The children investigated stories and articles relating to Stobs Camp in digitised versions of Scottish Borders newspapers. Each group was allocated a different theme. These were: –
1. The construction of the camp
2. The British soldiers, regiments and volunteers who trained at Stobs
3. The German civilian and military prisoners held there
4. The escapees
5. The impact the camp had on Hawick
The children subsequently investigated other aspects of Stobs Camp, the First World War and life as a POW from additional internet searches.


The children visited Stobs Camp for a morning or afternoon session. This provided them with the opportunity to engage with the landscape and learn how archaeologists record what they see. They were also able to explore parts of the site they had been reading about in the First World War newspapers. Activities included the study of maps through time, reading and calculating GPS, learning how to draw and record upstanding buildings and interpreting how the buildings on site were used one hundred years ago.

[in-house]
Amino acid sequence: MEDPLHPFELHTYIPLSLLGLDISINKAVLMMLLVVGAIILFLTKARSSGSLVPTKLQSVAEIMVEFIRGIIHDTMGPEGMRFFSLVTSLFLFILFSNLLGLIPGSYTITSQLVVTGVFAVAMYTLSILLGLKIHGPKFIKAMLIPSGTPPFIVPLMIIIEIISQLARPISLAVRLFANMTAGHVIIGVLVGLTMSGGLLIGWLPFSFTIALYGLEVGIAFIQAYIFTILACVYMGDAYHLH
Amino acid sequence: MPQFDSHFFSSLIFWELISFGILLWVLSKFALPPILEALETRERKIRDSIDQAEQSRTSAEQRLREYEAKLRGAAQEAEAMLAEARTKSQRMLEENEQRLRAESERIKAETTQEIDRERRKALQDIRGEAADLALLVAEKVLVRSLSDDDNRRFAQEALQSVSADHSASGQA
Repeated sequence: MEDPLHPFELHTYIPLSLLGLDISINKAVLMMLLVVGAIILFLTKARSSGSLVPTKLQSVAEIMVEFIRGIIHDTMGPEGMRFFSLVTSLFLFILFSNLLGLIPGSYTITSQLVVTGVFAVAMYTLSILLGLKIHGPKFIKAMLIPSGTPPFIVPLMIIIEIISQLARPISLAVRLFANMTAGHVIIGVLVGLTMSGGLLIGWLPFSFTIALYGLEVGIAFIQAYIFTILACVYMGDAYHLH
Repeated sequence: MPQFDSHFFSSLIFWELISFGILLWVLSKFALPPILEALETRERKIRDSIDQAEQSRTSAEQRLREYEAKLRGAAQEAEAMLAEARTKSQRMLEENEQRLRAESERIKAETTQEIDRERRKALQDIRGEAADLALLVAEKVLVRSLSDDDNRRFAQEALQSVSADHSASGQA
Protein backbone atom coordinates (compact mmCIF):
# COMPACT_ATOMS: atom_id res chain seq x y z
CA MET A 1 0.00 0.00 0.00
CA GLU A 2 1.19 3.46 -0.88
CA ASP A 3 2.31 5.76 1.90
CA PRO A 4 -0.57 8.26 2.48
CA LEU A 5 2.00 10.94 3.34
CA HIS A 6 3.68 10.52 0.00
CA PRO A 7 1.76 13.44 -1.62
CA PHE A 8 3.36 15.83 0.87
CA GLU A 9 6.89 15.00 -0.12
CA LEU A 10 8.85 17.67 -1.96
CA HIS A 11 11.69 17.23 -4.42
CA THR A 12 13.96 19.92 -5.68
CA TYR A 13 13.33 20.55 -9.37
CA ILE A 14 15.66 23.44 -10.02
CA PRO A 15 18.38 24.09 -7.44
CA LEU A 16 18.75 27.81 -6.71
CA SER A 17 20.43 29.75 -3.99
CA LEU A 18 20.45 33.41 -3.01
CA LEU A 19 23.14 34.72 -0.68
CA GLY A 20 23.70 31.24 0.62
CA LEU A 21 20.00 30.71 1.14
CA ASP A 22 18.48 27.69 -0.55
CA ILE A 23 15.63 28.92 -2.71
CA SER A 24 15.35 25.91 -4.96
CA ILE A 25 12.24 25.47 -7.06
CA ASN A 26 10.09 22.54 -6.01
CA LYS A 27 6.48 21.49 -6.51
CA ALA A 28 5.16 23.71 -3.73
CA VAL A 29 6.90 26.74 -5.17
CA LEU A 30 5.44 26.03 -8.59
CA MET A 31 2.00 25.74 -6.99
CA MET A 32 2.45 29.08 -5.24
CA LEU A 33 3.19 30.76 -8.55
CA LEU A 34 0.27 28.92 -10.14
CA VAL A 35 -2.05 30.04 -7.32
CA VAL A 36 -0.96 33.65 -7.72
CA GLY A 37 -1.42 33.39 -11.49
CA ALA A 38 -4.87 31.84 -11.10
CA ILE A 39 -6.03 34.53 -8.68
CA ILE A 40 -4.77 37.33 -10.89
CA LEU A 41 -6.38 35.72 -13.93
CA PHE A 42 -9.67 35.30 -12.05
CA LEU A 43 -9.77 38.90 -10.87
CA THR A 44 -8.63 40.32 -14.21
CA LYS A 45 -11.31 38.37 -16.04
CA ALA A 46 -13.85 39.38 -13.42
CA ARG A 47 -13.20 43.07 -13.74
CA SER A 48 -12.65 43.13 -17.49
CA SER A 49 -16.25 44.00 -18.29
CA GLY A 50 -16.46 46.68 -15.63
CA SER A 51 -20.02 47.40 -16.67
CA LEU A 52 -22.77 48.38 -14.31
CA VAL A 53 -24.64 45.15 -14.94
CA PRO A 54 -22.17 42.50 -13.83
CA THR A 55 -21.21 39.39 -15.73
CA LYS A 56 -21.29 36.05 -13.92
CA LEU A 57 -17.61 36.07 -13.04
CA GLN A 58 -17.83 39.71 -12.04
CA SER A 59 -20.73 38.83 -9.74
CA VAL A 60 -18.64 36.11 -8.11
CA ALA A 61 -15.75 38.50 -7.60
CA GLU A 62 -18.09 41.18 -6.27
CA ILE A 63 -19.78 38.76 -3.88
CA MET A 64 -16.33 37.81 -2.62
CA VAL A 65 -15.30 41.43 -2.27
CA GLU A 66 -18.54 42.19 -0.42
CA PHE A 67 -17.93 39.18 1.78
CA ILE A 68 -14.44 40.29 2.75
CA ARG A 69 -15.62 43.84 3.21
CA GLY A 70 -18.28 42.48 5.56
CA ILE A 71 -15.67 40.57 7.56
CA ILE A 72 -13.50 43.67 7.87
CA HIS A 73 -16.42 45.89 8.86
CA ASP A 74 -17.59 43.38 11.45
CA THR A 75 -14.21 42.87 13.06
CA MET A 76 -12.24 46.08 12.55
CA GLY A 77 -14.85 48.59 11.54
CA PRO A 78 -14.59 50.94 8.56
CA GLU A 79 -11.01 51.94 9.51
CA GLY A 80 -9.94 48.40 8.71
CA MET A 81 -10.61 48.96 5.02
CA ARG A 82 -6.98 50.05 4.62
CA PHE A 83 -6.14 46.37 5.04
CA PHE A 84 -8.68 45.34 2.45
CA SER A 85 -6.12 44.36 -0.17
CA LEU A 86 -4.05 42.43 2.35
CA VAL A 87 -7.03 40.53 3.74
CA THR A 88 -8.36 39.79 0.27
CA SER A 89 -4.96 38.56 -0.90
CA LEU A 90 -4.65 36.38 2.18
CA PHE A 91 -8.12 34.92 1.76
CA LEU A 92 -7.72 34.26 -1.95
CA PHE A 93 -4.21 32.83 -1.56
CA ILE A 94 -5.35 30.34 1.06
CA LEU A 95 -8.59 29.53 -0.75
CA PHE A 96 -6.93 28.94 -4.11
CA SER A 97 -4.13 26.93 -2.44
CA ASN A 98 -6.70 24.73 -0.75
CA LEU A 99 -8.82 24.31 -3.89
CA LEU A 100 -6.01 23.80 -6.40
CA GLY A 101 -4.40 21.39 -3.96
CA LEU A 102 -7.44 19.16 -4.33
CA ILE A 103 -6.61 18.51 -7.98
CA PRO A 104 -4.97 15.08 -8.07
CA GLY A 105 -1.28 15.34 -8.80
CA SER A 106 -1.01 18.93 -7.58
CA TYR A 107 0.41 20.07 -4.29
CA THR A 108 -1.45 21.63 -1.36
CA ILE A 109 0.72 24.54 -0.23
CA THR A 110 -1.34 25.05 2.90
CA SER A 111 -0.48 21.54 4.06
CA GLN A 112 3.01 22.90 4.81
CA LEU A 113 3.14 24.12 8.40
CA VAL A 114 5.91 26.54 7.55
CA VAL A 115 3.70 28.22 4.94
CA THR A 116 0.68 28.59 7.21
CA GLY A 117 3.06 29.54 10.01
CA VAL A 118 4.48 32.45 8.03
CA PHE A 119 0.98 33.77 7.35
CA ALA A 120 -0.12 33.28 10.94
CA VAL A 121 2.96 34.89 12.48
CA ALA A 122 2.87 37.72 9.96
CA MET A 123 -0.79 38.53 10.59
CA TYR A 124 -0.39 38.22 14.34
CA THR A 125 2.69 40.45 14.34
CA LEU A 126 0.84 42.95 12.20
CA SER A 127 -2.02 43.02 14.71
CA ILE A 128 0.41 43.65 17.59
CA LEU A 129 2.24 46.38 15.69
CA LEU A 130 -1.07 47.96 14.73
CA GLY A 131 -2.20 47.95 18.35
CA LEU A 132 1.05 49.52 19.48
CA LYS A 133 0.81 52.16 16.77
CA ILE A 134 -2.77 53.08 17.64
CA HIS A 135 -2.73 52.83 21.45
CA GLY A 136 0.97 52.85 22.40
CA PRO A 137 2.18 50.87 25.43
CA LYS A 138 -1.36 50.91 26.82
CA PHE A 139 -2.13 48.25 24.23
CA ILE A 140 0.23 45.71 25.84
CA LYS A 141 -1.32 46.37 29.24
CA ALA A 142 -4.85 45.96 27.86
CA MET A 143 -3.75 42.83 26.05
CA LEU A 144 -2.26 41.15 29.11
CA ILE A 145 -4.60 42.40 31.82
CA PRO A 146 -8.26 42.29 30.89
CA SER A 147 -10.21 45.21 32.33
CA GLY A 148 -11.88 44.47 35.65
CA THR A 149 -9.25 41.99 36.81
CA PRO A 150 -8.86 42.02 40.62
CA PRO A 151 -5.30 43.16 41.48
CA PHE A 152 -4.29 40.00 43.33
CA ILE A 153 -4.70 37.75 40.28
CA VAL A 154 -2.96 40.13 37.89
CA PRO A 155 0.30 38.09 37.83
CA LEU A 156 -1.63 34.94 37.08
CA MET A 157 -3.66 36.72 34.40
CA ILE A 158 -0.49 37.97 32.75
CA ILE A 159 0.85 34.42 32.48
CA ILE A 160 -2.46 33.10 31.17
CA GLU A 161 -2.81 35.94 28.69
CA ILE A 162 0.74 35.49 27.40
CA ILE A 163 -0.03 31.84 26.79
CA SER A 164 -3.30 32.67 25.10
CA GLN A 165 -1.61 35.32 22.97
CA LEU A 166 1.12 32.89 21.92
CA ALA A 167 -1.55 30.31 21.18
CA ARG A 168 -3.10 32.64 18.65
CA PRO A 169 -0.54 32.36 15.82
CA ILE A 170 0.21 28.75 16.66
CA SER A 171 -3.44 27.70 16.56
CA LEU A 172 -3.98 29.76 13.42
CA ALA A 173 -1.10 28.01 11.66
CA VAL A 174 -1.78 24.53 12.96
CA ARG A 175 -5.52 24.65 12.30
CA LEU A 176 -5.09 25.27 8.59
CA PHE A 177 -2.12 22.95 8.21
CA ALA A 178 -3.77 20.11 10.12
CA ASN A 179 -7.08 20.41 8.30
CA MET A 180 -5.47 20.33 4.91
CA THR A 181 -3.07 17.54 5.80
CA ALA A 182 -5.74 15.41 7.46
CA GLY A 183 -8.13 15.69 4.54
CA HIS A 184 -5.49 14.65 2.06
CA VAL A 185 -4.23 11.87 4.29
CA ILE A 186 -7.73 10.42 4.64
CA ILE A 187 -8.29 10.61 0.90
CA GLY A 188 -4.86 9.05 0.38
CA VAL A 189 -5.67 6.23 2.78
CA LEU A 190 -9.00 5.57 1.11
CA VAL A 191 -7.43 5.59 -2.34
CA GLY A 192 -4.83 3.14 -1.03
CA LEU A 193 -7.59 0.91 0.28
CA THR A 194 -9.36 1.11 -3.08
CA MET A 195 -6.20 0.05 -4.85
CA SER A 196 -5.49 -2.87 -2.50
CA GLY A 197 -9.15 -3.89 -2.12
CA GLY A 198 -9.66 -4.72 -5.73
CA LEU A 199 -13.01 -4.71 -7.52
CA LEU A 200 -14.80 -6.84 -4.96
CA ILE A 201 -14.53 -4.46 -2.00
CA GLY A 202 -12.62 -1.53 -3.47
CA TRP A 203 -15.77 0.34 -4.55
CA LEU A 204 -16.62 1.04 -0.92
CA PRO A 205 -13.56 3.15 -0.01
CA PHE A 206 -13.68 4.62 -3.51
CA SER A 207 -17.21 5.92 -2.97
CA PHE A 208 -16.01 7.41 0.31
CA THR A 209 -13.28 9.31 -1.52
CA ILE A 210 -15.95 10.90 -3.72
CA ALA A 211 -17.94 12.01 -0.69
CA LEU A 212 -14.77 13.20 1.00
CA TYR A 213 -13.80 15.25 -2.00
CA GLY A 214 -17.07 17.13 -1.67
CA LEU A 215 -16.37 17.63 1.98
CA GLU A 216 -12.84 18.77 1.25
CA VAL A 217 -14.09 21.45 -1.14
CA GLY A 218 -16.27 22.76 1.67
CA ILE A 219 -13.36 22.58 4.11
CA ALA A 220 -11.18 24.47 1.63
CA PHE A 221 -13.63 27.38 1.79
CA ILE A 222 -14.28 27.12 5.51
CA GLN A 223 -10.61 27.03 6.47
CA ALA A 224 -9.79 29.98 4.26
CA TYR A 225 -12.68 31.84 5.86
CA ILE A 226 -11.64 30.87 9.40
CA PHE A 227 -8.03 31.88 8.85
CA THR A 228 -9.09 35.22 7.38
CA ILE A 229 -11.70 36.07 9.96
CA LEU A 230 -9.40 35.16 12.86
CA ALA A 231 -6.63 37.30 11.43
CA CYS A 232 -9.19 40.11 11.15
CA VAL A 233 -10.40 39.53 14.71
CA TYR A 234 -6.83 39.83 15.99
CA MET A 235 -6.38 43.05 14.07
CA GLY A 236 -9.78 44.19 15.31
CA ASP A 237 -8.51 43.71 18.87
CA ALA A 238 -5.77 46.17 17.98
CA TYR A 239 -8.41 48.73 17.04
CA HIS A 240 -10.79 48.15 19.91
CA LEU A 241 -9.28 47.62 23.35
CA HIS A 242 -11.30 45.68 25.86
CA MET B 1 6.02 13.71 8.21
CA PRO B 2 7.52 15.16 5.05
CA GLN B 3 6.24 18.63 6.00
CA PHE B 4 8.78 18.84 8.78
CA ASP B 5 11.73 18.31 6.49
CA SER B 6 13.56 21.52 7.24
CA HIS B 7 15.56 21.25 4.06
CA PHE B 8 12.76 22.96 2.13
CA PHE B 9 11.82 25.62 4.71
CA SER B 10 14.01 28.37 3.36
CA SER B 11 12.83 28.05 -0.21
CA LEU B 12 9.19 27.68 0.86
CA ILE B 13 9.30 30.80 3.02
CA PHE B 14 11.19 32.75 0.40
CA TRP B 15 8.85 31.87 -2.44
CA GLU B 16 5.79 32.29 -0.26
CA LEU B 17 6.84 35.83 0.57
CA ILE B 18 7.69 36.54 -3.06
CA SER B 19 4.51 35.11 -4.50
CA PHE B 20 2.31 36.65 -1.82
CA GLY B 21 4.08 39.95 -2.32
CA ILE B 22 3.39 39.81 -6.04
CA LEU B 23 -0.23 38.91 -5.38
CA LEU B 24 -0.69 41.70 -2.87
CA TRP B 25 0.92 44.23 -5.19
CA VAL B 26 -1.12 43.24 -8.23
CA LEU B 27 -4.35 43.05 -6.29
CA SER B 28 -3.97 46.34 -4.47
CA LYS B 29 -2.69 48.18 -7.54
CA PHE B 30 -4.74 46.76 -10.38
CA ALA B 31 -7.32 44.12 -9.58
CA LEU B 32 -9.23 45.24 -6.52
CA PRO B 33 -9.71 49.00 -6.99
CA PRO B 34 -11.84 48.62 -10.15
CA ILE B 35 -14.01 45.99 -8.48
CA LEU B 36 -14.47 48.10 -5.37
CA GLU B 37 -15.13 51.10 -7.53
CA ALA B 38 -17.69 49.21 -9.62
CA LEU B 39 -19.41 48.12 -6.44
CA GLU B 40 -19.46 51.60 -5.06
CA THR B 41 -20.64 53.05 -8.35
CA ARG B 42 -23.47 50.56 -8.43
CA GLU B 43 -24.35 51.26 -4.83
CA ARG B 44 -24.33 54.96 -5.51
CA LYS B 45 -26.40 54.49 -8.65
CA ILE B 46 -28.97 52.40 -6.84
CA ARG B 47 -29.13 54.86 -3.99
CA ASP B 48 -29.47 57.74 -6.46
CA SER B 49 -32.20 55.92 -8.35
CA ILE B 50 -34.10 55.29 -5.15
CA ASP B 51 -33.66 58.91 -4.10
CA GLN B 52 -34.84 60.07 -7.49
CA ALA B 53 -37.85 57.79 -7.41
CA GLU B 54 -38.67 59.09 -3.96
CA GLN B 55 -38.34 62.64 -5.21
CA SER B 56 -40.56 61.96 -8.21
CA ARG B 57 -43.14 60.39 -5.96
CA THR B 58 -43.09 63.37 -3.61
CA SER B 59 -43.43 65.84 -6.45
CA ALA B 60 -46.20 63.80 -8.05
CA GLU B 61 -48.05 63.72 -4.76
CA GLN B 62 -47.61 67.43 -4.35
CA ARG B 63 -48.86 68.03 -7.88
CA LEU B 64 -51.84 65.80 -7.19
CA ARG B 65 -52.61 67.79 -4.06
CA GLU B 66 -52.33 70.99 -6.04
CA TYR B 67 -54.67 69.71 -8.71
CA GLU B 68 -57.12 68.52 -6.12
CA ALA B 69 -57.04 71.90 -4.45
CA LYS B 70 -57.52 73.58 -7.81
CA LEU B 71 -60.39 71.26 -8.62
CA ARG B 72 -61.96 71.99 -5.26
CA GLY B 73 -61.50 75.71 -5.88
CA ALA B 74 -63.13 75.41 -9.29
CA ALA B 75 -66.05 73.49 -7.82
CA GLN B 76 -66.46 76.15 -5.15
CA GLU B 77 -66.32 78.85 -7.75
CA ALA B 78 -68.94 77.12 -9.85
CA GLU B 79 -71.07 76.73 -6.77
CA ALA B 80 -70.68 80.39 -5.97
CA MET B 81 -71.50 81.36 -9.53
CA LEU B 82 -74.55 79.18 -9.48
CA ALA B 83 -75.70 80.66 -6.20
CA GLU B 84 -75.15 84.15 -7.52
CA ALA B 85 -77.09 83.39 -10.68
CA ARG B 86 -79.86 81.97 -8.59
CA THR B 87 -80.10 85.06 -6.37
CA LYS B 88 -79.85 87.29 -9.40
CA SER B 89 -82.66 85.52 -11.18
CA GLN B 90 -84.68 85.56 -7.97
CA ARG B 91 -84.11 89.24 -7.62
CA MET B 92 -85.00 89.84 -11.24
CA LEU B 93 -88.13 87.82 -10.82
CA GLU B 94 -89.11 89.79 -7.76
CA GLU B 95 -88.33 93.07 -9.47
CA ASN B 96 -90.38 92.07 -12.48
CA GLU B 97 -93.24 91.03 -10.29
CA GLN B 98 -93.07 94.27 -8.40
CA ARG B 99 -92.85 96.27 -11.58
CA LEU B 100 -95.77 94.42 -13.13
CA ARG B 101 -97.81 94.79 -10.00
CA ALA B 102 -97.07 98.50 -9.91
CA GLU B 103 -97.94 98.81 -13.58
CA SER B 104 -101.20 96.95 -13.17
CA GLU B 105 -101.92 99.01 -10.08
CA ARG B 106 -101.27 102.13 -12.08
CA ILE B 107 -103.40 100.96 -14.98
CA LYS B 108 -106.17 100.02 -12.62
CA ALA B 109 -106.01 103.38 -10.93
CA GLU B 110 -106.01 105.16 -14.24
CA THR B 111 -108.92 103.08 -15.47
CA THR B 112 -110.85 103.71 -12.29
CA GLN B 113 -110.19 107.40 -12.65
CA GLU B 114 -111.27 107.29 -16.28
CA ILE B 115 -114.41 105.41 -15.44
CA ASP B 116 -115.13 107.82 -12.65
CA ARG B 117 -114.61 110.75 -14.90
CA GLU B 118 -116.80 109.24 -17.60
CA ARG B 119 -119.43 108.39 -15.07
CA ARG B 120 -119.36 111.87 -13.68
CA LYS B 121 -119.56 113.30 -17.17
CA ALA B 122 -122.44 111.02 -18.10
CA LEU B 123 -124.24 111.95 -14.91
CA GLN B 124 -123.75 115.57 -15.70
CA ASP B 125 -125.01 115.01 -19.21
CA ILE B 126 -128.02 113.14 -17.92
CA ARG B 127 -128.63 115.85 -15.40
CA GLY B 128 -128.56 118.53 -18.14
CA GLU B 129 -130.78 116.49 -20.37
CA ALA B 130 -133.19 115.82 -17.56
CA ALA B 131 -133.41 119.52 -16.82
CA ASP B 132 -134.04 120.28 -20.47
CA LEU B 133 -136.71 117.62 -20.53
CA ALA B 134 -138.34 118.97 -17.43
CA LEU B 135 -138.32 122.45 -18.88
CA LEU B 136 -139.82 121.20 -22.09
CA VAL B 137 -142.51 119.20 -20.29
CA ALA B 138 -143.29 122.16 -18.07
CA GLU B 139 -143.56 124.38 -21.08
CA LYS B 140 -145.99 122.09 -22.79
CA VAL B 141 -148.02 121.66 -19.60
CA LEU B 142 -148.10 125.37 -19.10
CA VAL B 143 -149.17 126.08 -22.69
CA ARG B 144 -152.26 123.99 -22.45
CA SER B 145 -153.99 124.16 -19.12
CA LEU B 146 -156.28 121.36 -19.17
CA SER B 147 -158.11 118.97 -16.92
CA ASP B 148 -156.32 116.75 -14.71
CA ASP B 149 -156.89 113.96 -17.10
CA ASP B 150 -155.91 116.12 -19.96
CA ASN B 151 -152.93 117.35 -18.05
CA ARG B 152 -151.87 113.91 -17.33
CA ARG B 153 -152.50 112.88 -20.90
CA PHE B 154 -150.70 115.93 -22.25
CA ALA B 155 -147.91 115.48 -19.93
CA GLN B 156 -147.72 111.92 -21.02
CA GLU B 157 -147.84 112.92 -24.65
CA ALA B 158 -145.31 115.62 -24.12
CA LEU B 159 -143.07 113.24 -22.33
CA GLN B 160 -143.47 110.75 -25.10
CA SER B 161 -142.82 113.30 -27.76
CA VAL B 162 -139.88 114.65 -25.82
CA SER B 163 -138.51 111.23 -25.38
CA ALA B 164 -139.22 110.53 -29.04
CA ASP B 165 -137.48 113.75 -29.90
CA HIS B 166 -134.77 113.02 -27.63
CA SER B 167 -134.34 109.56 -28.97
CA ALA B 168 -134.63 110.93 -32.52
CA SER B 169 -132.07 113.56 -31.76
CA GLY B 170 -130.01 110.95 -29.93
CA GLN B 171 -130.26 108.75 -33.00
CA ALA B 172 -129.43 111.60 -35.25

The children worked together in small groups to explore their allocated themes in the First World War newspapers. This encouraged them to communicate and work closely in a team. Each group designed and prepared a presentation and delivered this to their peers, teachers and the Project Officer. By sharing what they had learnt both classes were then able to identify how the individual themes interrelated and formed a wider picture of Stobs Camp.
The activities on site encouraged the pupils to experience what it was like to be an archaeologist for a day and inspired them to investigate their local history.

Pupils from Hawick High School recording Stobs Camp buildings